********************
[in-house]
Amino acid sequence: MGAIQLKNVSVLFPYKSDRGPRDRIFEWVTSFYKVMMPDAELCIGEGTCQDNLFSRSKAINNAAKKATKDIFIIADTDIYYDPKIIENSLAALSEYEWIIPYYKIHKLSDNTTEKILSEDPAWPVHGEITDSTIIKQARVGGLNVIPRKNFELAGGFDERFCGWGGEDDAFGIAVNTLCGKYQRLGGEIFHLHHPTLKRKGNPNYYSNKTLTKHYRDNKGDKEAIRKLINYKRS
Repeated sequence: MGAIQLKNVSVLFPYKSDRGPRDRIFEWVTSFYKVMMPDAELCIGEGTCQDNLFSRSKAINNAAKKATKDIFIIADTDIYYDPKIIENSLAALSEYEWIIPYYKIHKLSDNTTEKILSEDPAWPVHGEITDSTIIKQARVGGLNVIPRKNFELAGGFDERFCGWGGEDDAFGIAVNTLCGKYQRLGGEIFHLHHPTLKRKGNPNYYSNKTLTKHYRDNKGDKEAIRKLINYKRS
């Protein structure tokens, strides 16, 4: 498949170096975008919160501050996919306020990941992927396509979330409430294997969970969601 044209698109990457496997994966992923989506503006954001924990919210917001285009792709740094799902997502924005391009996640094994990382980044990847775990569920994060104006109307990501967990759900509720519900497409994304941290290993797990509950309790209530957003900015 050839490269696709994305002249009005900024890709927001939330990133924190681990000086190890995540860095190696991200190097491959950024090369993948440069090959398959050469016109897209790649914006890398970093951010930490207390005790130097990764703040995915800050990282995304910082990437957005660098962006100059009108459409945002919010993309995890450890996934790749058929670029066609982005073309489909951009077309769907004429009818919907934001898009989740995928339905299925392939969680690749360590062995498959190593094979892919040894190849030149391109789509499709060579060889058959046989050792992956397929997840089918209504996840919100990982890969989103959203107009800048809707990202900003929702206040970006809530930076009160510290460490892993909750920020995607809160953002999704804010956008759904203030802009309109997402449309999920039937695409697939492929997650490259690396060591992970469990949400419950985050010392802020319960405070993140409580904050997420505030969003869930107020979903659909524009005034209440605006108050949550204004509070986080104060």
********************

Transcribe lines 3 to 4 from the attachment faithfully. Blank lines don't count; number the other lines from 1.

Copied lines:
Repeated sequence: MGAIQLKNVSVLFPYKSDRGPRDRIFEWVTSFYKVMMPDAELCIGEGTCQDNLFSRSKAINNAAKKATKDIFIIADTDIYYDPKIIENSLAALSEYEWIIPYYKIHKLSDNTTEKILSEDPAWPVHGEITDSTIIKQARVGGLNVIPRKNFELAGGFDERFCGWGGEDDAFGIAVNTLCGKYQRLGGEIFHLHHPTLKRKGNPNYYSNKTLTKHYRDNKGDKEAIRKLINYKRS
């Protein structure tokens, strides 16, 4: 498949170096975008919160501050996919306020990941992927396509979330409430294997969970969601 044209698109990457496997994966992923989506503006954001924990919210917001285009792709740094799902997502924005391009996640094994990382980044990847775990569920994060104006109307990501967990759900509720519900497409994304941290290993797990509950309790209530957003900015 050839490269696709994305002249009005900024890709927001939330990133924190681990000086190890995540860095190696991200190097491959950024090369993948440069090959398959050469016109897209790649914006890398970093951010930490207390005790130097990764703040995915800050990282995304910082990437957005660098962006100059009108459409945002919010993309995890450890996934790749058929670029066609982005073309489909951009077309769907004429009818919907934001898009989740995928339905299925392939969680690749360590062995498959190593094979892919040894190849030149391109789509499709060579060889058959046989050792992956397929997840089918209504996840919100990982890969989103959203107009800048809707990202900003929702206040970006809530930076009160510290460490892993909750920020995607809160953002999704804010956008759904203030802009309109997402449309999920039937695409697939492929997650490259690396060591992970469990949400419950985050010392802020319960405070993140409580904050997420505030969003869930107020979903659909524009005034209440605006108050949550204004509070986080104060």